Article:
In the tax cut proposal he made today, Ronald Reagan demonstrated that he intends to carry two banners this fall -- his own and the Republican Party's.

Unlike Jimmy Carter, who as an "outsider" campaigned against the Washington establishment, outsider Reagan intends to mesh his presidential campaign closely with the congressional wing of his own party.

As is customary in political alliances, this melding contains something both for Reagan and the members of Congress.

The GOP congressional minority, which often has trouble making its voice heard outside Washington, gained instant publicity from Reagan's advocacy of the congressional tax cut proposal. In effect, the congressmen are using Reagan's political prestige to draw attention to their own plans.

Candidate Reagan, assured of the presidential nomination when the Republicans convene in Detroit next month, obtains several benefits.

Most immediately, he demonstrates to skeptical Republican moderates that he would not run an independent, conservative presidency isolated from the opinions and the political needs of the GOP congressional wing.

Even more important for Reagan in the campaign, he has now discovered that on issues he can exploit resources that exceed his own.

Such staunch Reagan supporters as Sen. Paul Laxalt of Nevada have been urging all along that the former California governor, who often has been criticized for lacking facts and figures to back his public stands, make greater use of GOP congressional expertise.

It was with this mind that Laxalt put together a dozen congressional advisory committees which were announced by Reagan last week during a visit to Washington.

The unified tax cut proposal announced today is likely to be a precedent for similar alliances on defense and energy issures where the congressional minority has considerably more expertise than does the Reagan campaign.

Reagan habitually criticizes the Carter administration but is unable or unwilling to say exactly what he would do as president. For instance, he has yet to say what weapons systems he favors to bolster the strategic deterrent, or to put a price tag on his various proposals for upgrading the armed services.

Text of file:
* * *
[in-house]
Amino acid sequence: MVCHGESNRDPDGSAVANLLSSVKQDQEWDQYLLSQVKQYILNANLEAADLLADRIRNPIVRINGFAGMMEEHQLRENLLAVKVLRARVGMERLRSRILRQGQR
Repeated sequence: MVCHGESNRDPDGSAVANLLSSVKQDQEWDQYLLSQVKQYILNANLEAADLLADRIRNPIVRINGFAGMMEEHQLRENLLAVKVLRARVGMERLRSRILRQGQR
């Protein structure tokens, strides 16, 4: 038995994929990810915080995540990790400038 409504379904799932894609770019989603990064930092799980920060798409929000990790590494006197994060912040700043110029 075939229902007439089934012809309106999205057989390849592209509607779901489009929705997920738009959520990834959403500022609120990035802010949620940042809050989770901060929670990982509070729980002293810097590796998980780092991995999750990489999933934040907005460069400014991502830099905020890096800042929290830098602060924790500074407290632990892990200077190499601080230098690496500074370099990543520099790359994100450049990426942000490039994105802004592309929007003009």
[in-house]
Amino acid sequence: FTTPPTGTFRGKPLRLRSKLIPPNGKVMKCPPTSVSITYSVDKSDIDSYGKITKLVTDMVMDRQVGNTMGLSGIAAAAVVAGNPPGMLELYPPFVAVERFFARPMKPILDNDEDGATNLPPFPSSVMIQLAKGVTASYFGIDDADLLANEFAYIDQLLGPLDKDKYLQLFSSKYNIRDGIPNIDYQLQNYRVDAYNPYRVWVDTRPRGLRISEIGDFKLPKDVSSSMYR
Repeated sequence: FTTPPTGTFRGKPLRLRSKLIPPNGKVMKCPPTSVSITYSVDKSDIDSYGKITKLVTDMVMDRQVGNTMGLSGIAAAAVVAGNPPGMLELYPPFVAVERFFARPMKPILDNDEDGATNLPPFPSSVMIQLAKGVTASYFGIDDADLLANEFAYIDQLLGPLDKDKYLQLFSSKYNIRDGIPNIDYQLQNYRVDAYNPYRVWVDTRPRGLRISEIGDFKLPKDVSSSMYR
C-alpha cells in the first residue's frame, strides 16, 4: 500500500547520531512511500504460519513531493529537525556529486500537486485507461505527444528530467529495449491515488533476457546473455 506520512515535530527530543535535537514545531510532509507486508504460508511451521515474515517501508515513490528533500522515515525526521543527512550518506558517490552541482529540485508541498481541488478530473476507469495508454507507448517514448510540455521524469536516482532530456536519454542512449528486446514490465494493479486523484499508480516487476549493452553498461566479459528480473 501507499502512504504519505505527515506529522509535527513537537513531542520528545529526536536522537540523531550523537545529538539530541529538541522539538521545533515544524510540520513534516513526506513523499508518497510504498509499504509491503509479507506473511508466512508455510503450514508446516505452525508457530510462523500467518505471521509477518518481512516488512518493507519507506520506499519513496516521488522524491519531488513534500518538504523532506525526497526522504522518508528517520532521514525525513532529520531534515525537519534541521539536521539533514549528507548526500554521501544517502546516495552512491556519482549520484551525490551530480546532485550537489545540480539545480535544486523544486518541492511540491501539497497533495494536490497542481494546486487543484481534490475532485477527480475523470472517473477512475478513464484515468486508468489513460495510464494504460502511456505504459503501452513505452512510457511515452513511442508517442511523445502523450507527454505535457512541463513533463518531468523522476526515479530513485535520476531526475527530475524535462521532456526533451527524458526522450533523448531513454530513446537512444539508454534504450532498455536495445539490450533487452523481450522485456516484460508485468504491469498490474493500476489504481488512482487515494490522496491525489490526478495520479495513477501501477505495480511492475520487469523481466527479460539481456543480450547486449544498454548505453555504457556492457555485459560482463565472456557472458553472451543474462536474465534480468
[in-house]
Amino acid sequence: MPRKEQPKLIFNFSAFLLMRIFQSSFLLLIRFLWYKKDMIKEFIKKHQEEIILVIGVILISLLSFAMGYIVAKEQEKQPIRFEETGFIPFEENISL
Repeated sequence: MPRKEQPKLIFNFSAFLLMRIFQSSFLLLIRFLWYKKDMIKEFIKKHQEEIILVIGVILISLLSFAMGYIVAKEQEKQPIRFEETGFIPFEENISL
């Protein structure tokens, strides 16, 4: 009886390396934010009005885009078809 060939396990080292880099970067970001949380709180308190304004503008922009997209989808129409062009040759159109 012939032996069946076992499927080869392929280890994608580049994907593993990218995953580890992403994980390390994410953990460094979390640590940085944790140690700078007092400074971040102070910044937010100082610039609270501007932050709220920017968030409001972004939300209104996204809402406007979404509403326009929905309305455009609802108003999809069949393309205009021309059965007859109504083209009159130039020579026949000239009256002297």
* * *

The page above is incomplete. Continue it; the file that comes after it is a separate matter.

The success, therefore, of the honey-moon between the Reagan campaign and the congressional wing is likely to depend on two factors -- whether Reagan can accept, as he did today, a specific legislative remedy to a problem he has described, and whether the congressional wing itself stays unified on major issues.

But for now, at least, the mutual dependence of Reagan and the congressional wing is viewed as an unmitigated asset.

"Reagan's views are well known and no one thinks he is going to be the captain of any congressman," said a Reagan aide today. "But he is not an independent candidate. He is the candidate of his party, who intends to work for other Republican candidates as he did in California and who intends to work closely with his supporters in Congress if he is elected president."

The timing of today's announcement was closely synchronized between Reagan operatives and the GOP congressional leadership.

Originally, the announcement had been planned for Thursday. But when Reagan was told that today would be more convenient, so that it could be introduced Thursday, he went along even though it meant shortening vacation time on his remote ranch north of Santa Barbara.

Instead of spending Tuesday night at the ranch, he returned to Los Angeles to prepare for this morning's news conference.

Press secretary Ed Gray said that negotiations on the timing and content of the announcement had been underway for more than a week. Judging by the satisfaction here with the joint announcement, such negotiations could well become a regular feature of the Reagan campaign.